Last year, a tidal wave of public interest in the new Orange County Performing Arts Center, which opened Sept. 29, virtually guaranteed local groups financial success.
But as the center's second year approaches and the novelty wears off, arts groups are facing a make-or-break point in their efforts to sell enough season tickets to remain at the Center.
"I feel we must make it in the center--or we don't make it," said Rita Majors, business manager of the Pacific Chorale.
"If we turned back to Santa Ana (High School), we would be reduced again to the community chorus level. We just wouldn't generate the revenues at the present level in that hall. You either grow and expand, or you go the other way. There's no staying where you are." At this point, Opera Pacific leads the pack of five performing arts groups with a 66% renewal rate, but close behind is the Pacific Symphony at 58%.
The two Orange County chorales trail those figures, with Master Chorale at 31% and Pacific Chorale at 20%. But they started their campaigns later, as did the Orange County Philharmonic Society, which has no figures to report because its drive has just begun.
Though happy with the figures, Luke Bandle, marketing director for Opera Pacific, is still wary.
"Last year, it was a deluge for everyone," he said. "But I think the second year is going to give an indication of how well we're all going to do in the future. If we fail to be aggressive and seek out people then, we'll be in real trouble the third year."
Richard Tollefson, former administrative director of the Master Chorale of Orange County, put it this way:
"Everyone realizes that years two and three in the center have the most potential risk. There has to be a shakedown then. You have to discover how loyal your audience will be and what percent of audience (simply) bought subscriptions to all the regional groups. . . . We think that we have established a fairly loyal following."
According to Tollefson, the Master Chorale has also built a strategy on broadening its marketing base:
"We have a strong appeal for those people who were not choral followers or supporters in the past and who appreciate the multidisciplinary kind of programming that we do, that combines dance, orchestra and choral music. We didn't have the facilities to do that before the center opened. Now we do."
Erich Vollmer, executive director of the Orange County Philharmonic Society, looks beyond subscription sales to help carry the day, however.
"I'm not disappointed at all to have seats to sell for single events," he said. "It's fine to be sold out with subscriptions, but as we proved with our spring season, we have the capacity to sell a healthy number of single tickets. And I think that is one way to bring new people to our concerts, who may be prospective subscribers."
Vollmer said he believes that any drop in subscribers during the second year will be compensated by those "who couldn't get in last year."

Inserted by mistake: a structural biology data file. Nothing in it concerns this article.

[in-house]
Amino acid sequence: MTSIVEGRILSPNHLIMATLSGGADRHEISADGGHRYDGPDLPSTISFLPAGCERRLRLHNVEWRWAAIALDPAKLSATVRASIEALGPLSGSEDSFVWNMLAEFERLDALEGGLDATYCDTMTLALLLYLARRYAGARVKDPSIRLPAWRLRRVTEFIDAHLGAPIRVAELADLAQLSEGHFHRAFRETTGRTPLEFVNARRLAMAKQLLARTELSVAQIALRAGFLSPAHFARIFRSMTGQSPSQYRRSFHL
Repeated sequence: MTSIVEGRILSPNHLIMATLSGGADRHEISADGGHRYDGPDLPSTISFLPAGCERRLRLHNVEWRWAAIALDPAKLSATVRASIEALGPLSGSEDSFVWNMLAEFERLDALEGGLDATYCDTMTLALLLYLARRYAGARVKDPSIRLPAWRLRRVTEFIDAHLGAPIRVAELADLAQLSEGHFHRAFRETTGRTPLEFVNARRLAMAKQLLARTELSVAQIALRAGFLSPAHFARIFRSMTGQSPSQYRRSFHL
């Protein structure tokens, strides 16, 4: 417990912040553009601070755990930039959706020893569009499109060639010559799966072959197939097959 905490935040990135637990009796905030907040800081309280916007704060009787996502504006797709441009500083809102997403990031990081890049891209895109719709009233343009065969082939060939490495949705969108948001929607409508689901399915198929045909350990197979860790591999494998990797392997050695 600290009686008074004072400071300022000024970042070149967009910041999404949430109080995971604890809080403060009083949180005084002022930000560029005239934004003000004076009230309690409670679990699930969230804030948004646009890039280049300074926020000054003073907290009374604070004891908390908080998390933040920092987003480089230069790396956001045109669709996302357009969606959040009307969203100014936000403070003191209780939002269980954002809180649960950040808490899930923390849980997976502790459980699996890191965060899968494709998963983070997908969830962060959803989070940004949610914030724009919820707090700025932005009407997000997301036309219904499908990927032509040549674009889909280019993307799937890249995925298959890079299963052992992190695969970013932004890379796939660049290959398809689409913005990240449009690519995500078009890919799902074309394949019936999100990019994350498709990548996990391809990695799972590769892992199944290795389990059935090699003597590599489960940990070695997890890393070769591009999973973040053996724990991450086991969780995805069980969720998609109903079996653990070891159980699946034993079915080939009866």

"But by the third year, the novelty of the hall certainly will have worn off," he said.
Louis B. Spisto, executive director of the Pacific Symphony, agreed that the third year is going to tell the tale:
"I think the most critical year is the third year because it's where we can really prove the orchestra viably as separate and distinct from the sheer excitement of the Center," he said.
"I'm heartened by our response rate. . . . It looks like the move to the Center was worth it for us."
Pacific Chorale's Majors, noted that "the cachet of being at the Center" is a double-edged sword:
"People feel that if they've given a gift to the center, the center is subsidizing the local groups--and they're not. We've had people call us and ask for priority seating because they gave a donation to the center. But it never trickles down--at least not at this point."
The re-subscription figures shape up like this:
--Opera Pacific reports a 65.8% subscription renewal rate for its three-opera series and a 41.7% rate on a two-opera series, for a total dollar amount of $1.1 million, according to marketing director Luke Bandle. Ticket sales are planned to cover approximately two-thirds of the budget, which when approved is likely to top last year's $3.5 million.
--The Master Chorale of Orange County reports a 31% renewal rate with 642 renewals bringing in about $75,200, according to assistant administrator Wendy Hites. The goal is for 2,300 to 2,400 subscribers, which would generate $250,000 to $275,000--approximately one-third--of the organization's 1987-88 budget.
--The Pacific Symphony has a re-subscription rate of 58% in its classical series, executive director Spisto. Approximately 3,200 of last year's 5,500 subscribers have renewed. Spisto projects $1.9 million in ticket sales to account for 61% of the group's $3.1 million budget.
--The Pacific Chorale has 490 people re-subscribed, approximately 20% of last year's 2,405 subscribers, for a dollar amount of $25,000. The new budget is $400,000, said business manager Rita Majors, who added: "But it really is early. We just started about a month ago. . . . We are aiming for 2,000 subscribers."
--The Orange County Philharmonic Society has also just begun its re-subscription drive and has no figures to report, said Vollmer, who still anticipates what he terms a traditional 75% renewal rate from last year's 2,500 subscribers. He projects ticket sales to account for roughly 63% of the new $1.75 million budget.